Rural Poor Get Poorer, Says Development Fund
THIRTY years after rich nations and international lending institutions began investing billions to help alleviate poverty in the developing world, the plight of the rural poor who live there is worse than ever.
The well-intentioned donors missed a crucial point, a report released today says: The rural poor are not an obstacle to economic development but the very key to producing it.
"Poverty is less a failure of the poor, than a failure of policymakers to grasp their potential," says a report issued by the International Fund for Agricultural Development (IFAD), an effective but little-known United Nations agency. "They are the solution to poverty in the developing world, not the intractable problem holding back societies." Donors erred
The 481-page document says international donors have erred in assuming that development is something that happens to the poor, on a trickle-down basis. In fact, says the agency that has spent 14 years proving its point in 90 poor countries around the world, development is something that can happen because of the rural poor, if only they are given the modest assets they need.
Countries like Cameroon and Indonesia prove the point. Where poor smallhold farmers have been given the land, credit, and infrastructure they need, they have boosted agricultural output, substantially increasing overall economic growth.
"Unleashing the production power of one-fifth of the world's population would be an enormous force for development," says the report of lessons which so far have not been transferred to many developing nations.
Four billion people - nearly 80 percent of the world's population - live in the 114 countries covered in the report, entitled "The State of Rural World Poverty."
More than 2.5 billion of them live in rural areas and nearly half of those live below the poverty line, 40 percent more than 20 years ago. Fifteen million to 20 million rural poor die each year from starvation and diseases aggravated by malnutrition.
Bolivia has the highest percentage of rural poor, with 97 percent of the rural population living below the poverty line. The Asian nation of Bhutan ranks lowest in the report's more comprehensive "relative welfare index," which is based on criteria that include food security, literacy rates, access to health care, and infant mortality rates. The Mediterranean island nation of Cyprus ranks highest on the index.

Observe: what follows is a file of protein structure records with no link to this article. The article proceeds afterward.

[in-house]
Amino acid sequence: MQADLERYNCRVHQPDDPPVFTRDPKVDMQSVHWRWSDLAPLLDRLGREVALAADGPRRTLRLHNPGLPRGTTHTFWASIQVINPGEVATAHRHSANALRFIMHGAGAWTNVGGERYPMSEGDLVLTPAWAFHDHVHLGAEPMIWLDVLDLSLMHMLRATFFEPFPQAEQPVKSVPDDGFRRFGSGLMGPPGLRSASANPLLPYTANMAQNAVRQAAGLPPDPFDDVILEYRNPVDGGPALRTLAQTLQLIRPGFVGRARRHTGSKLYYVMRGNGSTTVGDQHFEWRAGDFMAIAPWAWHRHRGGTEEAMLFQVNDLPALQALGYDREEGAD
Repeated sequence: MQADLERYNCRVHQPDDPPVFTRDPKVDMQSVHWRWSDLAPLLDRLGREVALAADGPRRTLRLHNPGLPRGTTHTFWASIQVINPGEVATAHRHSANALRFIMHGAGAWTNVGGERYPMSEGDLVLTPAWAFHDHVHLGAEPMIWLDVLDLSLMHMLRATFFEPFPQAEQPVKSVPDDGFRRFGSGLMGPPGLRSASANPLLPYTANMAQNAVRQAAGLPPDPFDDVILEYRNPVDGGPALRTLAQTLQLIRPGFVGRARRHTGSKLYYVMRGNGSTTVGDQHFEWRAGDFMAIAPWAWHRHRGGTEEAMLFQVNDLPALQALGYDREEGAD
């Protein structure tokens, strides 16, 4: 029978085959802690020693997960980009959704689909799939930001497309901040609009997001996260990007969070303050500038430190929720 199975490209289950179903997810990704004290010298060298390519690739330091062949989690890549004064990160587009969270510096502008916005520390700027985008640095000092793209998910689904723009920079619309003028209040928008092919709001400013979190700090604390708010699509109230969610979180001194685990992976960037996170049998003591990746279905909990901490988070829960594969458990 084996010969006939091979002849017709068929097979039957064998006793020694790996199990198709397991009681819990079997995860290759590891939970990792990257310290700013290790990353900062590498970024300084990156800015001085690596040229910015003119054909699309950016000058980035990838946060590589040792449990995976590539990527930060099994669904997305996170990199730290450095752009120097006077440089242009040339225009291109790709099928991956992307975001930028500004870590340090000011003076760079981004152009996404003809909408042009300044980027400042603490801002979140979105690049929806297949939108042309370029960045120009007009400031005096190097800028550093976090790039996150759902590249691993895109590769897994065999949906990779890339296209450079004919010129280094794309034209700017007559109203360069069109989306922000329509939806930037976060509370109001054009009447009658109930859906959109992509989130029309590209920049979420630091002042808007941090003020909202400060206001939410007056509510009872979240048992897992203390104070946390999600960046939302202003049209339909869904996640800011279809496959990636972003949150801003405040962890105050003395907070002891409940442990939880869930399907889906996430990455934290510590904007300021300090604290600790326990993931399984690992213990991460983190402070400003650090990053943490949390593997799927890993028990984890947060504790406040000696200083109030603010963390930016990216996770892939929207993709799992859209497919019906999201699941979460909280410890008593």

The already critical problem of rural poverty may grow even worse because of explosive population growth that will nearly double the world's numbers by 2025, the report says. Rural poverty could also spread because of increasing landlessness in vast regions of the developing world. Help small farmers
To alleviate world poverty, governments must harness the energies of the smallhold farmers that comprise the majority of the rural poor, the report says.
To do that, they need to ensure that farmers have the basic tools of production, including land, infrastructure, and access to modest amounts of credit. Governments also need to repeal agricultural policies that keep food prices low to benefit urban dwellers, removing incentives to efficient agricultural production.
Another key to solving rural poverty is recognizing the role of women in rural development. Because poverty has forced men to the cities and even abroad to find work, women now head a growing percentage of rural households in the developing world. But these women face discrimination and neglect. To unleash their potential, the report says, women must be given the same access to the factors of production as men.
"Many of the measures that need to be taken to allow the poor to realize their potential do not involve more expenditures; they involve the elimination of economic distortions against the rural poor," the report concludes.